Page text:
Rapidly changing climates are affecting the livability of Alaskan villages. We are doing this fundraiser at the request of the Alaskan Indigenous People to help them raise money to protect their future generations.


Alaska is melting due to permafrost thaw. Whole communities are being washed away due to accelerated erosion.  Both existing and new infrastructure in remote villages are failing at an alarming rate. Human health is affected as many homes are sinking causing sewer pipes to pull away from the structures, necessitating the use of honey buckets.  Sewage lagoons are threatening to erode, releasing raw sewage into the sea. Also, community wells are being contaminated due to flooding; drinkable water must be collected from snow or freshwater ponds. Even cemeteries are being dug up and relocated.  Failing infrastructure is not the only challenge facing villagers. Changes in frozen tundra, ice cellars,  travel routes, and storm frequency are just a few of the impacts on the livability of the villages; entire villages are relocating.  The Alaska Federation of Natives has declared a state of emergency, with Native Alaskans stating they just “want to survive.” There are over 200 villages in Alaska, each facing new threats to their homes and traditional lifestyles. One Village Elder was quoted saying, “I’m concerned for the younger generation; we need to do something here and now.”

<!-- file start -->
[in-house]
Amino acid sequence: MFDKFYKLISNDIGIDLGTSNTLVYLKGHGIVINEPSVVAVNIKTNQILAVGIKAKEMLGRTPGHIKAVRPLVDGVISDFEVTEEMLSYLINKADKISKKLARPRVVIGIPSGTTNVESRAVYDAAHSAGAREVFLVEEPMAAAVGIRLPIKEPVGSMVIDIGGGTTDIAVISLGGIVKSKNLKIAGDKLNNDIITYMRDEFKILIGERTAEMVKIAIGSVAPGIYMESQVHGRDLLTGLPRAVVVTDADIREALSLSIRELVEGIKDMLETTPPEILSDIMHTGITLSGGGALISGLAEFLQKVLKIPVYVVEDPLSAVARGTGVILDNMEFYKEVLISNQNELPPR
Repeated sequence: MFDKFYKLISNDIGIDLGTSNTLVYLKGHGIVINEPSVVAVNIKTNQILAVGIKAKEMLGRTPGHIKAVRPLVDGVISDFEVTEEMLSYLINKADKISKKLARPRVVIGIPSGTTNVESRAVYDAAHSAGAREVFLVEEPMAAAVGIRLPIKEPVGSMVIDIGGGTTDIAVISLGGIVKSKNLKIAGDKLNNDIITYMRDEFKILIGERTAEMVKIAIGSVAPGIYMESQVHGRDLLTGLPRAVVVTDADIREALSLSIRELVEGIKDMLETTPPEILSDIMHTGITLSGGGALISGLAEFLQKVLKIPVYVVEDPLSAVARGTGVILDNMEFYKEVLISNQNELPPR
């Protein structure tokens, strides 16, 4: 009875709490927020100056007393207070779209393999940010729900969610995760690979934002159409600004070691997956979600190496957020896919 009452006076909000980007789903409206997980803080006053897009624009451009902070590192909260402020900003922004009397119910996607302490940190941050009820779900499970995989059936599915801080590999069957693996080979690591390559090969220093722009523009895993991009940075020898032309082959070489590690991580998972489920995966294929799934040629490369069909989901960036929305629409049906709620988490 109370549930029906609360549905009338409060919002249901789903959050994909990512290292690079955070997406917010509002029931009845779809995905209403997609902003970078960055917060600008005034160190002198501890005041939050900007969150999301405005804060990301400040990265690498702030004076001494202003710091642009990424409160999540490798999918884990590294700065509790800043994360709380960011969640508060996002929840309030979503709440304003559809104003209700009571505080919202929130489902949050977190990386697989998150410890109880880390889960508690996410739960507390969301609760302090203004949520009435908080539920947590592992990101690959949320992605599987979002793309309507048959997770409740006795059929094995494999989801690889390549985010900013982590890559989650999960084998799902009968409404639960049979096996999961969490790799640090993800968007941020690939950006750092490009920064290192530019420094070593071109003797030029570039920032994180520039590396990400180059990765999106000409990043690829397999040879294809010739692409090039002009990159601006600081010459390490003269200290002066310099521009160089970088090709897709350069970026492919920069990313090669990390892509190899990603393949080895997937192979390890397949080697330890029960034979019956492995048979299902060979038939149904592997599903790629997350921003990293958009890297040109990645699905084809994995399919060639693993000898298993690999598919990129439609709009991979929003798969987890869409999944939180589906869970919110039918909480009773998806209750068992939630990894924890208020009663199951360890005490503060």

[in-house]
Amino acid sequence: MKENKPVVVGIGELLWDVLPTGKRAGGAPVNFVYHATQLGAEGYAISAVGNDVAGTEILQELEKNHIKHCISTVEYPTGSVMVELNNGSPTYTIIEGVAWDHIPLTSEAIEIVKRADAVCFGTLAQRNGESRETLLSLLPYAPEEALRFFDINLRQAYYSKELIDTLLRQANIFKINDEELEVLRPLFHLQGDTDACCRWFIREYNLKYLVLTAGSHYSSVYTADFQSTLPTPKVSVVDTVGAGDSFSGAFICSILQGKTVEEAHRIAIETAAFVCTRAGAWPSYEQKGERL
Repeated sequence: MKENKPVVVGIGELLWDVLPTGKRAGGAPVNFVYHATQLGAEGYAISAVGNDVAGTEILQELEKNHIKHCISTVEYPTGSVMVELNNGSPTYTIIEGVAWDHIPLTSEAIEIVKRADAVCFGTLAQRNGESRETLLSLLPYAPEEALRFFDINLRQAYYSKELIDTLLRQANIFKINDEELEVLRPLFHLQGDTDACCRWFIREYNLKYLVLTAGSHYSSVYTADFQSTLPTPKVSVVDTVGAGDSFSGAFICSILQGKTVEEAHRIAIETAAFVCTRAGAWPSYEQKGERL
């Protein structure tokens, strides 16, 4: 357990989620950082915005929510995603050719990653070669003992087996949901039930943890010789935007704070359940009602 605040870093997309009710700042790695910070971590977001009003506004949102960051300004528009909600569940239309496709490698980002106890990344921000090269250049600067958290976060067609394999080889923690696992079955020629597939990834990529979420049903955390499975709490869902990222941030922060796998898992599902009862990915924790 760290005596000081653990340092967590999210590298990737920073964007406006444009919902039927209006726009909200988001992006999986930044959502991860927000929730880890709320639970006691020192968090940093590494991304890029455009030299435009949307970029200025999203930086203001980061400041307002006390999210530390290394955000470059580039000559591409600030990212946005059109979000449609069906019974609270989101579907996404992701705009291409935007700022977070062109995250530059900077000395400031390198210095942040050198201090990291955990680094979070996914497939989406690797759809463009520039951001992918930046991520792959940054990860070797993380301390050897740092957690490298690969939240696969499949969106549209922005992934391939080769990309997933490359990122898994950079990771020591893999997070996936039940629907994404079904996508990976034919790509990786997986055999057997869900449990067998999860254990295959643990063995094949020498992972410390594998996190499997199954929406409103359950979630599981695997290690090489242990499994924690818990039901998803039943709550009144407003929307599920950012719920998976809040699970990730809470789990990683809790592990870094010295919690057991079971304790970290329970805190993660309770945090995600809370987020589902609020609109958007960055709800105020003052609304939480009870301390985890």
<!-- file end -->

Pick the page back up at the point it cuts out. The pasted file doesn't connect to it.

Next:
The changes in climate, including the increased occurrence of extreme weather‐related events, are a threat to Alaska and Alaskans. Communities need to adapt to the ‘new’ current conditions while preparing for escalating changes. These environmentally threated villages do not have the information they need for effective resilience planning. Community members need to know what projected climates may look like in 10, 20 or 50 years to help them prepare for the future. This fundraiser will provide actionable data to threatened communities, enabling indigenous villages to be proactive instead of reactive to climate change.